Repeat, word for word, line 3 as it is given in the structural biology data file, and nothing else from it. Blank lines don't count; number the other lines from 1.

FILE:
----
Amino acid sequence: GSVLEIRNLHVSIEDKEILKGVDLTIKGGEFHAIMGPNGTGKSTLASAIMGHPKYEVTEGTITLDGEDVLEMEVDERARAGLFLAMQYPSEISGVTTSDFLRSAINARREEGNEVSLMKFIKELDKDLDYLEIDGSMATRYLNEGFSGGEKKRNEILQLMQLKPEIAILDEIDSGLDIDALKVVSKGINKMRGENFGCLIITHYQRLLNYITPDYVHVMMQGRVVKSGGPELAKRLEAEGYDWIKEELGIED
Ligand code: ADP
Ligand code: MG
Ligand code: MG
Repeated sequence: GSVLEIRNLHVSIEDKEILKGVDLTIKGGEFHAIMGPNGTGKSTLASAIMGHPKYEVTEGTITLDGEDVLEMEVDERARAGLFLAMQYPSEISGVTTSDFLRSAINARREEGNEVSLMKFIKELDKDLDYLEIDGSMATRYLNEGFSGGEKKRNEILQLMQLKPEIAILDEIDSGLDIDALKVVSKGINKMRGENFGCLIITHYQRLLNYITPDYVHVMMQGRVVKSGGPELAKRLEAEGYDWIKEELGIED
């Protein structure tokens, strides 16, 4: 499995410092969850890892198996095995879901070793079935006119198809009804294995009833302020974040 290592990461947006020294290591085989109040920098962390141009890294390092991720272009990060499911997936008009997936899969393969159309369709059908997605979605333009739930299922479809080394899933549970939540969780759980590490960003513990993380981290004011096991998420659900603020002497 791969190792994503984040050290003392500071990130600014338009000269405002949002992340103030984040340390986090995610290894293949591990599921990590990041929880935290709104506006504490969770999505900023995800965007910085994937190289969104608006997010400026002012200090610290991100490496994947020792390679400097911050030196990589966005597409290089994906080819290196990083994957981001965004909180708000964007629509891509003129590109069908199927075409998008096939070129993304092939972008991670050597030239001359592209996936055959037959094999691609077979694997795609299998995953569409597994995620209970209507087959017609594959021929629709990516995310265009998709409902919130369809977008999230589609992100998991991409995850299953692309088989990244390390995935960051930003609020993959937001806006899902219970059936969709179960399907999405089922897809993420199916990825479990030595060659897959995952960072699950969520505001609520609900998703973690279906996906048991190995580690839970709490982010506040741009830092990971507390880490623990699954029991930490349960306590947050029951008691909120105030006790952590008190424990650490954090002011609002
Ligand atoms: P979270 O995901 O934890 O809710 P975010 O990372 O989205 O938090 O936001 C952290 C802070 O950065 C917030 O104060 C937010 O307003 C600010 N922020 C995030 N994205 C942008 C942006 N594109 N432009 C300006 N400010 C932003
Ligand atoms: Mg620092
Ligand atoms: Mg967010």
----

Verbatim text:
Ligand code: MG